The Paper Chase

Follow the money? Follow the script? The real point to this fun Hollywood spoof is its prose storm of confusion.

In Dale Peck's notorious New Republic nuking of Rick "The Worst Writer of His Generation" Moody, the hatchet man sniffed, "No doubt Moody is even now at work on a sprawling 'social novel' in the manner of The Corrections." Perhaps Moody's new novel arose at that very moment, a defiant spit gob in the face of Peck's windy detraction. It does have a bit in common with Franzen's classic: a throbbing modern American canvas teeming with colorful send-ups of the way we neurotically live now; a family romance featuring a troubled boho loser brother, a crabby sister who underachieves in love and overachieves in business, and a demented parent; and many set-piece ruminations and sentences with delusions of Proustian grandeur. Some of the most impressive passages are written from a demented character's point of view.

One difference is, Franzen wasn't kidding, and Moody (The Ice Storm) mostly is. He tosses off hundreds of notions and characters in The Diviners (Little, Brown, $25.95) without giving us one reason to give a shit, emotionally, about any. They bear fanciful cartoon names à la Thomas Pynchon and Anthony Burgess (including references to their work). The point is intellectual amusement, not social-novel sweep. Though his brain-damaged-POV passages are almost as bravura as Franzen's (including those of a drunk, an autistic child, and a head-injury victim), he doesn't invite us to feel for them, only revel in their cracked linguistic virtuosity and insightfully bent perceptions.

Franzen's central Corrections metaphor of rebuked hubris and painful self-knowledge was on the level. Moody's Diviners metaphor is just an extended, shaggy-dog gag: Diviners are dowsers, people who use quiveringly sensitive forked sticks to detect underground streams. Moody's demented-parent character, hallucinating alcoholic Rosa Elisabetta Meandro, savors reveries about her diviner ancestors who were run out of Italy. Her irritable daughter, Vanessa, an obese Krispy Kreme addict known as "Minivan" behind her back, is a distaff Harvey Weinstein whose highbrow indie-film company, Means of Production, is producing a miniseries (called The Diviners) about rampaging Mongols whose dowsing obsessions somehow lead to latter-day dowsers at the dawn of Las Vegas. Vanessa is tired of making little prestige pictures like the Mary Kay Letourneau biopic Offenders ("Lili Taylor's finest moment, really"). She wants the big hit—The Diviners.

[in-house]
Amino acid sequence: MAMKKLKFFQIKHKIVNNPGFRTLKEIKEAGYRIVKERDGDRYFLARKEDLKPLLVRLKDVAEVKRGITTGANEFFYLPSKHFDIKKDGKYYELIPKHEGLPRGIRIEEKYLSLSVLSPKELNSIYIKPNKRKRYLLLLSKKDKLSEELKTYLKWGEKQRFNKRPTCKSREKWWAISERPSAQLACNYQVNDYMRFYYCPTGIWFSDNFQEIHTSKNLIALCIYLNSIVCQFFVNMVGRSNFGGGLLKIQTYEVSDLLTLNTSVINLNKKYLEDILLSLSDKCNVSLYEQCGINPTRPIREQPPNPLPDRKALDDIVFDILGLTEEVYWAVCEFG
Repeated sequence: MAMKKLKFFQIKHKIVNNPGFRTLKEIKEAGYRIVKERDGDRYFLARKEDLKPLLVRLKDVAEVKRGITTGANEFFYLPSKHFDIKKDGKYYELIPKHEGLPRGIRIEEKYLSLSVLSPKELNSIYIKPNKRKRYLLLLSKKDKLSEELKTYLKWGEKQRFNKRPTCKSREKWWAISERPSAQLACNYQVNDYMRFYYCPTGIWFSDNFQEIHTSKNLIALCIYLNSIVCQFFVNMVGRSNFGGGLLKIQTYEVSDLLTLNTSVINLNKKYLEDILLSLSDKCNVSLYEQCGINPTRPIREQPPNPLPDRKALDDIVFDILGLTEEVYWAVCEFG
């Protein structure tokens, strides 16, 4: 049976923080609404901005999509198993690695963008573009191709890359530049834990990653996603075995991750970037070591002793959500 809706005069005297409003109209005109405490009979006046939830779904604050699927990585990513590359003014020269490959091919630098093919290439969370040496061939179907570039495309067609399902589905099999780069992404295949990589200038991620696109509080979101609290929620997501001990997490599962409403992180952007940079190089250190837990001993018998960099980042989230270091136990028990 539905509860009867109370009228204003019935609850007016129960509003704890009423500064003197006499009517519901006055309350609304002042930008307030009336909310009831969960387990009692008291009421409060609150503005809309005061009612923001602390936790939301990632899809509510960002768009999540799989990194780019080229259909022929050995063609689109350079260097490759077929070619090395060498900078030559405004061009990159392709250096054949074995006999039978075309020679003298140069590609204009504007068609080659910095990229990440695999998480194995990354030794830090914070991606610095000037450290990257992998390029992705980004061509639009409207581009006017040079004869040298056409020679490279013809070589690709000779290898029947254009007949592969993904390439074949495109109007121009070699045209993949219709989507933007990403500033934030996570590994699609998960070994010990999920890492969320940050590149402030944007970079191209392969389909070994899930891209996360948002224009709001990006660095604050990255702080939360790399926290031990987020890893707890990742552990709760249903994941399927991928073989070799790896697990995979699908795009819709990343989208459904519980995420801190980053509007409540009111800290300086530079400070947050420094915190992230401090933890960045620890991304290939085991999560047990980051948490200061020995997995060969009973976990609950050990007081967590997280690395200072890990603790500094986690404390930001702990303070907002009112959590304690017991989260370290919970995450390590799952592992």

The MacGuffin everybody's chasing in the book is the script to the miniseries, supposedly based on a potboiler by a famous hack novelist. But there is no such book, and there isn't even a script, just a treatment (opinionated summary) of the imaginary script from the imaginary novel. It's concocted by Vanessa's much-abused employee Annabel and her lover (also Vanessa's business partner) Thaddeus Griffin, the vaguely Bruce Willis–esque hack action-flick actor attempting to revive his career.

Everybody's a fraud, winging it, inventing their own version of The Diviners, dowsing for the next hit like water in the parched showbiz desert. "Gluttony, selfishness, megalomania, chocolate addiction, pathological lying, promiscuity, obsessive-compulsive disorder," rhapsodizes Moody's omniscient narrator. "The world of cinema." Moody connects this preposterously sprawling world and all its showbiz-obsessed characters via coincidences so outrageous they'd make Dickens blush. Vanessa is pitching the miniseries to a TV mogul who has a kink for crippled girls and resembles a mogul hero of Kurt Andersen's 1999 novel, Turn of the Century, an artfully smart, awfully heartless satire that may have influenced The Diviners more than Franzen's book.

The Diviners (the real novel, not the imaginary miniseries) is also set just after Bush's 2000 "election" by the Supreme Court. Moody renders the whole country as an image-crazed whorehouse, a mad chase for scripts, hanging chad, and other bits of enriching and corrupting paper, and still more lucrative lies.

Except politics aren't really the point to The Diviners. Moody has wrought a mock masterpiece that exists strictly for incredible sentences like vast crags histrionically lit, for purple prose's majesty, for riffs that go on for shameless pages. For fun. (There's even a Dale Peck character, for no particular reason at all, "Randall Tork, the greatest wine writer in history.") And, undeniably, it's much fun to read—often as much fun as Franzen, though without the gravitas. It's not a complicated, overwhelming feast like The Corrections, but it does induce a Krispy Kreme rush.

Rick Moody will appear at Seattle Repertory Theatre (155 Mercer St., 206-634-3400; free), 7 p.m. Fri., Oct. 10.

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